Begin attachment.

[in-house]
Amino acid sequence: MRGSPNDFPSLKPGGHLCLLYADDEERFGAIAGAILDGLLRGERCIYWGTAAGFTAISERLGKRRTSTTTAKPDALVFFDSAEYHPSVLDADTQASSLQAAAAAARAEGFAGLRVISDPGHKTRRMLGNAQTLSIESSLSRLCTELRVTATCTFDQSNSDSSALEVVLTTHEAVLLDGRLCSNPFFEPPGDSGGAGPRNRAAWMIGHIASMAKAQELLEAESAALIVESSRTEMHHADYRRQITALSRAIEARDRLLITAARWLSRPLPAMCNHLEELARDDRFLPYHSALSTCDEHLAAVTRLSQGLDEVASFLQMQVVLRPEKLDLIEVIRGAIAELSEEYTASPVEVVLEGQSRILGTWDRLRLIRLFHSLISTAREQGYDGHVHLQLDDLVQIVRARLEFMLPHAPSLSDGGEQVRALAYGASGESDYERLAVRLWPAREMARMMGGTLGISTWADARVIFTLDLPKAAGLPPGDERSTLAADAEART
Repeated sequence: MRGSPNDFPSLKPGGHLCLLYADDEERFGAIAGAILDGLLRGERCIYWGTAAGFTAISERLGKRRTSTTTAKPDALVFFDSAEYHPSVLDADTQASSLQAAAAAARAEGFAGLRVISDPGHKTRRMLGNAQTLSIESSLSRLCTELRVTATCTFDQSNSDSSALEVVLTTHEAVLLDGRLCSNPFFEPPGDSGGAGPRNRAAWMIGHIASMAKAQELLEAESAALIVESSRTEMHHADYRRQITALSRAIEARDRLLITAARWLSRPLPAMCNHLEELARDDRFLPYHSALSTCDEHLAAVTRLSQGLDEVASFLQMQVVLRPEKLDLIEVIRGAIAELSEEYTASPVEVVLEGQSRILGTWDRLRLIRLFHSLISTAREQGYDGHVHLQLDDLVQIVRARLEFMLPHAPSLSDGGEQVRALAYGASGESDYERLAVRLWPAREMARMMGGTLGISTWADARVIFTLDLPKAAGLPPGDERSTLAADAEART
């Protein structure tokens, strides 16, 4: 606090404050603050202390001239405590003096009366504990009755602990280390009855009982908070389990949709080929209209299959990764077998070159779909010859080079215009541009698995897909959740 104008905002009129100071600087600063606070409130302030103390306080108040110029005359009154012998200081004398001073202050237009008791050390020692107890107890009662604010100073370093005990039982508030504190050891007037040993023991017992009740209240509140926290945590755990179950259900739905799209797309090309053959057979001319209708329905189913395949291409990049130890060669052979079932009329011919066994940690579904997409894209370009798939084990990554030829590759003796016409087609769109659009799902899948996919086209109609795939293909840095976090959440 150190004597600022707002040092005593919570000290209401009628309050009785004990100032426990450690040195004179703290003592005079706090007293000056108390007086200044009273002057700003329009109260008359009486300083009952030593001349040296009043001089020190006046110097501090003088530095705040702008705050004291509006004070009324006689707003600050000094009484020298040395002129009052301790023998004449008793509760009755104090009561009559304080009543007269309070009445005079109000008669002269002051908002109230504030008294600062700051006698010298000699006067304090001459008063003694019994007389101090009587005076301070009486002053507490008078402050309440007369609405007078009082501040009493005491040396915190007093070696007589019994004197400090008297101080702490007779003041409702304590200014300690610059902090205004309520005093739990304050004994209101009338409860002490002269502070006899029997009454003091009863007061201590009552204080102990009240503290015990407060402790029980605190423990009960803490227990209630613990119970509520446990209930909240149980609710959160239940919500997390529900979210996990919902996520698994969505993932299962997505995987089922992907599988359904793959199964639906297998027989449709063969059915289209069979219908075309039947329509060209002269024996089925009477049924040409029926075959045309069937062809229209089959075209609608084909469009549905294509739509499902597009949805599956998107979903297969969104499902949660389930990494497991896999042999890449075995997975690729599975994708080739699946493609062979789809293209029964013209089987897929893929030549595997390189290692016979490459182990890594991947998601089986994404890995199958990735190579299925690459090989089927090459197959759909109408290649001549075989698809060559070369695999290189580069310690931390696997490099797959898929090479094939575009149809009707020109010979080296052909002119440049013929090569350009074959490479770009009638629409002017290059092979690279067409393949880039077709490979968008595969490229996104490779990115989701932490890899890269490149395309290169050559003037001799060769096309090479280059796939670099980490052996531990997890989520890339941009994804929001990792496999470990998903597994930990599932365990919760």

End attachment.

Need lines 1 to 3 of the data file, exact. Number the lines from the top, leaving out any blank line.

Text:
[in-house]
Amino acid sequence: MRGSPNDFPSLKPGGHLCLLYADDEERFGAIAGAILDGLLRGERCIYWGTAAGFTAISERLGKRRTSTTTAKPDALVFFDSAEYHPSVLDADTQASSLQAAAAAARAEGFAGLRVISDPGHKTRRMLGNAQTLSIESSLSRLCTELRVTATCTFDQSNSDSSALEVVLTTHEAVLLDGRLCSNPFFEPPGDSGGAGPRNRAAWMIGHIASMAKAQELLEAESAALIVESSRTEMHHADYRRQITALSRAIEARDRLLITAARWLSRPLPAMCNHLEELARDDRFLPYHSALSTCDEHLAAVTRLSQGLDEVASFLQMQVVLRPEKLDLIEVIRGAIAELSEEYTASPVEVVLEGQSRILGTWDRLRLIRLFHSLISTAREQGYDGHVHLQLDDLVQIVRARLEFMLPHAPSLSDGGEQVRALAYGASGESDYERLAVRLWPAREMARMMGGTLGISTWADARVIFTLDLPKAAGLPPGDERSTLAADAEART
Repeated sequence: MRGSPNDFPSLKPGGHLCLLYADDEERFGAIAGAILDGLLRGERCIYWGTAAGFTAISERLGKRRTSTTTAKPDALVFFDSAEYHPSVLDADTQASSLQAAAAAARAEGFAGLRVISDPGHKTRRMLGNAQTLSIESSLSRLCTELRVTATCTFDQSNSDSSALEVVLTTHEAVLLDGRLCSNPFFEPPGDSGGAGPRNRAAWMIGHIASMAKAQELLEAESAALIVESSRTEMHHADYRRQITALSRAIEARDRLLITAARWLSRPLPAMCNHLEELARDDRFLPYHSALSTCDEHLAAVTRLSQGLDEVASFLQMQVVLRPEKLDLIEVIRGAIAELSEEYTASPVEVVLEGQSRILGTWDRLRLIRLFHSLISTAREQGYDGHVHLQLDDLVQIVRARLEFMLPHAPSLSDGGEQVRALAYGASGESDYERLAVRLWPAREMARMMGGTLGISTWADARVIFTLDLPKAAGLPPGDERSTLAADAEART